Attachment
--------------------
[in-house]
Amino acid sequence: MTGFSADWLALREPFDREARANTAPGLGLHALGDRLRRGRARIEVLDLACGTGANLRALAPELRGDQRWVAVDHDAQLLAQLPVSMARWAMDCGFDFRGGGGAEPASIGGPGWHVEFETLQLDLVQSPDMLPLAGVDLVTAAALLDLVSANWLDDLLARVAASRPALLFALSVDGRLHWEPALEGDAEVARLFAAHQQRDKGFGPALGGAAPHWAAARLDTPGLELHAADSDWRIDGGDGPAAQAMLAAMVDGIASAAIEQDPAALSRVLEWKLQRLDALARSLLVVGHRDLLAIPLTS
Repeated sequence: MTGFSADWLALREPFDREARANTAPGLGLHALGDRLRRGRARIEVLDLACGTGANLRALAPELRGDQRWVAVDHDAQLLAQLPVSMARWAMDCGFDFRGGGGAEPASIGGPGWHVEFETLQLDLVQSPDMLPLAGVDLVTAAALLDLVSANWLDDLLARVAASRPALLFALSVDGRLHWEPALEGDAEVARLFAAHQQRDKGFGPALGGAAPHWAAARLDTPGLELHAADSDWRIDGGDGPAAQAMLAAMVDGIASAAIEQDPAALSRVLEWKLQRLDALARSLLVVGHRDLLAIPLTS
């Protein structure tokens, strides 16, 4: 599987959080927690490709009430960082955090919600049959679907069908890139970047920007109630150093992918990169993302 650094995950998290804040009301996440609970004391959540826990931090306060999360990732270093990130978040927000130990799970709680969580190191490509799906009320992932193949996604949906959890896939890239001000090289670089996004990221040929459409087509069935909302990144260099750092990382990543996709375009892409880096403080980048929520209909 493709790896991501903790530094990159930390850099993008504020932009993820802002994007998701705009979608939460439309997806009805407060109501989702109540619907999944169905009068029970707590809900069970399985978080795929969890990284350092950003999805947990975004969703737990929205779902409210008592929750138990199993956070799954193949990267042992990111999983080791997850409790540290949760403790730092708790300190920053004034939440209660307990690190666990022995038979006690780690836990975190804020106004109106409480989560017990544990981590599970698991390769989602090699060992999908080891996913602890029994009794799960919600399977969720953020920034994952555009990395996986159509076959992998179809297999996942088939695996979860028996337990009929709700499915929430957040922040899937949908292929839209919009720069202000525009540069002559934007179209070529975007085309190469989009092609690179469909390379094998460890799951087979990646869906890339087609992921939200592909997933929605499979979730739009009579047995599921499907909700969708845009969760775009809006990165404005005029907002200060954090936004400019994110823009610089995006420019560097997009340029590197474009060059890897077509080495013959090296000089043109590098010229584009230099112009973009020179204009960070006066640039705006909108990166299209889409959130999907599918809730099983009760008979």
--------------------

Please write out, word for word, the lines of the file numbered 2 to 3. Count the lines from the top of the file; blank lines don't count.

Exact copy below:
Amino acid sequence: MTGFSADWLALREPFDREARANTAPGLGLHALGDRLRRGRARIEVLDLACGTGANLRALAPELRGDQRWVAVDHDAQLLAQLPVSMARWAMDCGFDFRGGGGAEPASIGGPGWHVEFETLQLDLVQSPDMLPLAGVDLVTAAALLDLVSANWLDDLLARVAASRPALLFALSVDGRLHWEPALEGDAEVARLFAAHQQRDKGFGPALGGAAPHWAAARLDTPGLELHAADSDWRIDGGDGPAAQAMLAAMVDGIASAAIEQDPAALSRVLEWKLQRLDALARSLLVVGHRDLLAIPLTS
Repeated sequence: MTGFSADWLALREPFDREARANTAPGLGLHALGDRLRRGRARIEVLDLACGTGANLRALAPELRGDQRWVAVDHDAQLLAQLPVSMARWAMDCGFDFRGGGGAEPASIGGPGWHVEFETLQLDLVQSPDMLPLAGVDLVTAAALLDLVSANWLDDLLARVAASRPALLFALSVDGRLHWEPALEGDAEVARLFAAHQQRDKGFGPALGGAAPHWAAARLDTPGLELHAADSDWRIDGGDGPAAQAMLAAMVDGIASAAIEQDPAALSRVLEWKLQRLDALARSLLVVGHRDLLAIPLTS